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Green Tea

Audrey review: Sheridan Le Fanu’s spooky tale of a tormented English clergyman is unlikely to raise goosebumps but it easily sustains interest.

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Category: Theatre
Show: Green Tea
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Green Tea

Date: 9 Oct 2019

First published in 1872, Irish writer Sheridan Le Fanu’s spooky tale of a tormented English clergyman is unlikely to raise goosebumps these days. 

This one-man telling of it rattles its bones effectively, however.

Actor and adaptor Luke Townson addresses us as Dr. Martin Hesselius, who recounts his involvement in the curious case of the Reverend Mr Jennings, who after staying up all night studying and imbibing green tea, is visited by a spectral black monkey.

A one-off visitation caused by too much caffeine and an interest in the supernatural?

Sadly for the Reverend Jennings, no. The monkey reappears and each time grows more terrifying. It wrecks his church sermons. It interrupts his prayers. It demands Jennings destroy himself.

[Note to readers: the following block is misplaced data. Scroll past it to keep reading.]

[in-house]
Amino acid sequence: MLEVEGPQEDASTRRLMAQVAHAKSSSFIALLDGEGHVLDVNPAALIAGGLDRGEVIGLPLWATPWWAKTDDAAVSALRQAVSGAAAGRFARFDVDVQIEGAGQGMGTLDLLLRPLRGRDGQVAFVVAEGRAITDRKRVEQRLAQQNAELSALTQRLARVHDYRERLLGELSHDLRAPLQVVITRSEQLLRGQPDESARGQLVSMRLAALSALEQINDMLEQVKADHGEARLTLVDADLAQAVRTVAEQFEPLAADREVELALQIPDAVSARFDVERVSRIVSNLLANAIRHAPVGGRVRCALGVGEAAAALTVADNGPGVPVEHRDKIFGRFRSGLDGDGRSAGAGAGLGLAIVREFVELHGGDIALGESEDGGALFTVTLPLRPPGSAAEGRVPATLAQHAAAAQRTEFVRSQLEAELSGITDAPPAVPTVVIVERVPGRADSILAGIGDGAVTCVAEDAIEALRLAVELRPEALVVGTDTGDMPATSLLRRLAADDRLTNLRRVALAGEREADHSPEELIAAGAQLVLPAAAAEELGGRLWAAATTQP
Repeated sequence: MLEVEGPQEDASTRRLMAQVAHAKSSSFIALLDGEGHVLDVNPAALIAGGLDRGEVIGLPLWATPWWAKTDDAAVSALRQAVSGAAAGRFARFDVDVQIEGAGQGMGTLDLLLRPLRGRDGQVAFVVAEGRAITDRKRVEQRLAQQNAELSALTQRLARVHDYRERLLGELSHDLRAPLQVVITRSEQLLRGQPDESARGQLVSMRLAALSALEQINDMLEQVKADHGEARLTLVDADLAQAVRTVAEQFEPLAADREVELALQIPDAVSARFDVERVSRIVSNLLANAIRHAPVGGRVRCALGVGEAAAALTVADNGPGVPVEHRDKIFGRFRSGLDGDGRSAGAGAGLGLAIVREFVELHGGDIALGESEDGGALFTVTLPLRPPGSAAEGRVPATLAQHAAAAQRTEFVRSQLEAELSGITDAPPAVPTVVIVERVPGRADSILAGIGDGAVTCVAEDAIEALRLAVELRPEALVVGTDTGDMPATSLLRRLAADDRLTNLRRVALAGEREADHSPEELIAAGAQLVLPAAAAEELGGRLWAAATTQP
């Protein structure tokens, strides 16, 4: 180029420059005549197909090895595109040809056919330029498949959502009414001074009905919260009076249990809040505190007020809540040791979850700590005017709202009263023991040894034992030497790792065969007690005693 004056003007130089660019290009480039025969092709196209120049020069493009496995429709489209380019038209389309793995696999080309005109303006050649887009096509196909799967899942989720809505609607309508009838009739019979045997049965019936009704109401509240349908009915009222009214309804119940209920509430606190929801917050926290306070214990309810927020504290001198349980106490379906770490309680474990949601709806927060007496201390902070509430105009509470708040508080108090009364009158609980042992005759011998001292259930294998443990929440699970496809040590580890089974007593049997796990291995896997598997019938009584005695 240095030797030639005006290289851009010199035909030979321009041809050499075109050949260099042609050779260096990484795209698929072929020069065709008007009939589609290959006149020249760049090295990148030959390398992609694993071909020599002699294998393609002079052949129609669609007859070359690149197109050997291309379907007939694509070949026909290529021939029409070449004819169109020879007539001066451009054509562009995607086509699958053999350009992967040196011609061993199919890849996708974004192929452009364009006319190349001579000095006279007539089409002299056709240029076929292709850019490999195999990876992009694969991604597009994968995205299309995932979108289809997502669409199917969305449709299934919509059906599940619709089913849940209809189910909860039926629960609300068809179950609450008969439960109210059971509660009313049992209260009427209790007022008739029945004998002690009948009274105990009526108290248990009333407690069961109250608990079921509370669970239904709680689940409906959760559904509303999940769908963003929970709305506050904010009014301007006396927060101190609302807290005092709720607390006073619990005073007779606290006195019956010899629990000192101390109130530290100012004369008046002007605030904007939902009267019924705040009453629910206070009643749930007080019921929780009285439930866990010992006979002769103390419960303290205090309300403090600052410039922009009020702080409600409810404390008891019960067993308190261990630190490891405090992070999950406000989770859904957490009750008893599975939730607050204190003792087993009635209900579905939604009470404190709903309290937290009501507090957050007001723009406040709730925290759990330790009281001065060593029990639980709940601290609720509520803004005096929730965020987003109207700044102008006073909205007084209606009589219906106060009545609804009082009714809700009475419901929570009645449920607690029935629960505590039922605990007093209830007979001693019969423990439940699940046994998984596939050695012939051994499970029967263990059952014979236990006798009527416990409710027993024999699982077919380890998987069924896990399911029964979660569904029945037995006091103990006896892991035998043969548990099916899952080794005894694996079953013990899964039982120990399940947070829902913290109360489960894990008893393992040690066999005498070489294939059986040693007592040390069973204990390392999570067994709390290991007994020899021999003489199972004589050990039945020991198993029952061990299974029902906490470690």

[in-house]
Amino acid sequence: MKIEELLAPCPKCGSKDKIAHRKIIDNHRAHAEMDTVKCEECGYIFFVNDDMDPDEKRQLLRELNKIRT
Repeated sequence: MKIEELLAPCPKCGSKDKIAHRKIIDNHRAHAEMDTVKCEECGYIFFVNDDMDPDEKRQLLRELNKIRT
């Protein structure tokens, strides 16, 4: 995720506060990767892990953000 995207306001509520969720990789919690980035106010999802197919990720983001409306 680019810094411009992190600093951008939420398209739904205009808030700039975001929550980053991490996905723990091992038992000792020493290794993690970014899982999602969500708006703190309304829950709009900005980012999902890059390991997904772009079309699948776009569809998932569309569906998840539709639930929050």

Hesselius and Jennings share a mutual interest in the work of the 18th century Swedish philosopher-mystic Emanuel Swedenborg. But is Jennings’ plight spiritual or psychological? And can Hesselius intervene before it’s too late?

Working on the small stage in the venue’s suitably (some might think it oppressively) intimate back room, Townson switches between four characters and plays both sides of any dialogue.

The switching jars a little at first – there’s something a touch vaudevillian about it – but Townson’s skilful way with the text, his command of different accents and commitment to each role helps smooth out those bumps. Jennings’ desperate plight easily sustains interest for 65 minutes.

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